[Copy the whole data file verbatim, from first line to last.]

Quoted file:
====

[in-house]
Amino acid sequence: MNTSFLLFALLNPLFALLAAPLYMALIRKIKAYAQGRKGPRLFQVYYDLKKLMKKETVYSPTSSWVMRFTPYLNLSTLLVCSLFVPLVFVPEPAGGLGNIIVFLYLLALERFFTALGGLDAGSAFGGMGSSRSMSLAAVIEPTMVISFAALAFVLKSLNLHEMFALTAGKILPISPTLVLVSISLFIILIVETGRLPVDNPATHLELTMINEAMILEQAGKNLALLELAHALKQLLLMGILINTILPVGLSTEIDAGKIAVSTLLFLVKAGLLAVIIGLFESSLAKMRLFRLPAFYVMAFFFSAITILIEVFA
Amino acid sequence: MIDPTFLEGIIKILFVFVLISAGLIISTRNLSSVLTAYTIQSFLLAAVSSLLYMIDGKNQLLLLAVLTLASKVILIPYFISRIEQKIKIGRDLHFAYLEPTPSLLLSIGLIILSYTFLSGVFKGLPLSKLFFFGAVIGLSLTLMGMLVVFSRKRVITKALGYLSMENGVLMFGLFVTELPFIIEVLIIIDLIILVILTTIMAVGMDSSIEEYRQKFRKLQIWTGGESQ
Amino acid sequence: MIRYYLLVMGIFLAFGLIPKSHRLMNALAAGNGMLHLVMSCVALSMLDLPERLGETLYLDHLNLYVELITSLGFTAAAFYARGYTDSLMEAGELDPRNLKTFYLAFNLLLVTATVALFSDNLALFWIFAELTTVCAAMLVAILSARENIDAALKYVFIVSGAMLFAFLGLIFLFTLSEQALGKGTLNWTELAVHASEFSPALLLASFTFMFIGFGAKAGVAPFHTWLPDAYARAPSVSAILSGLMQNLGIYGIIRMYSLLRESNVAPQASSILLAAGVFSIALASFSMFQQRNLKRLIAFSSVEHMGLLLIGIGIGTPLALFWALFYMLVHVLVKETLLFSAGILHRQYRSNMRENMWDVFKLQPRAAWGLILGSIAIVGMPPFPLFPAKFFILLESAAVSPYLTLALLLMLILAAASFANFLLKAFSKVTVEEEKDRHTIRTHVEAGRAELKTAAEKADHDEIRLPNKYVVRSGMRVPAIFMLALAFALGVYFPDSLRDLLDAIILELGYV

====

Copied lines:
[in-house]
Amino acid sequence: MNTSFLLFALLNPLFALLAAPLYMALIRKIKAYAQGRKGPRLFQVYYDLKKLMKKETVYSPTSSWVMRFTPYLNLSTLLVCSLFVPLVFVPEPAGGLGNIIVFLYLLALERFFTALGGLDAGSAFGGMGSSRSMSLAAVIEPTMVISFAALAFVLKSLNLHEMFALTAGKILPISPTLVLVSISLFIILIVETGRLPVDNPATHLELTMINEAMILEQAGKNLALLELAHALKQLLLMGILINTILPVGLSTEIDAGKIAVSTLLFLVKAGLLAVIIGLFESSLAKMRLFRLPAFYVMAFFFSAITILIEVFA
Amino acid sequence: MIDPTFLEGIIKILFVFVLISAGLIISTRNLSSVLTAYTIQSFLLAAVSSLLYMIDGKNQLLLLAVLTLASKVILIPYFISRIEQKIKIGRDLHFAYLEPTPSLLLSIGLIILSYTFLSGVFKGLPLSKLFFFGAVIGLSLTLMGMLVVFSRKRVITKALGYLSMENGVLMFGLFVTELPFIIEVLIIIDLIILVILTTIMAVGMDSSIEEYRQKFRKLQIWTGGESQ
Amino acid sequence: MIRYYLLVMGIFLAFGLIPKSHRLMNALAAGNGMLHLVMSCVALSMLDLPERLGETLYLDHLNLYVELITSLGFTAAAFYARGYTDSLMEAGELDPRNLKTFYLAFNLLLVTATVALFSDNLALFWIFAELTTVCAAMLVAILSARENIDAALKYVFIVSGAMLFAFLGLIFLFTLSEQALGKGTLNWTELAVHASEFSPALLLASFTFMFIGFGAKAGVAPFHTWLPDAYARAPSVSAILSGLMQNLGIYGIIRMYSLLRESNVAPQASSILLAAGVFSIALASFSMFQQRNLKRLIAFSSVEHMGLLLIGIGIGTPLALFWALFYMLVHVLVKETLLFSAGILHRQYRSNMRENMWDVFKLQPRAAWGLILGSIAIVGMPPFPLFPAKFFILLESAAVSPYLTLALLLMLILAAASFANFLLKAFSKVTVEEEKDRHTIRTHVEAGRAELKTAAEKADHDEIRLPNKYVVRSGMRVPAIFMLALAFALGVYFPDSLRDLLDAIILELGYV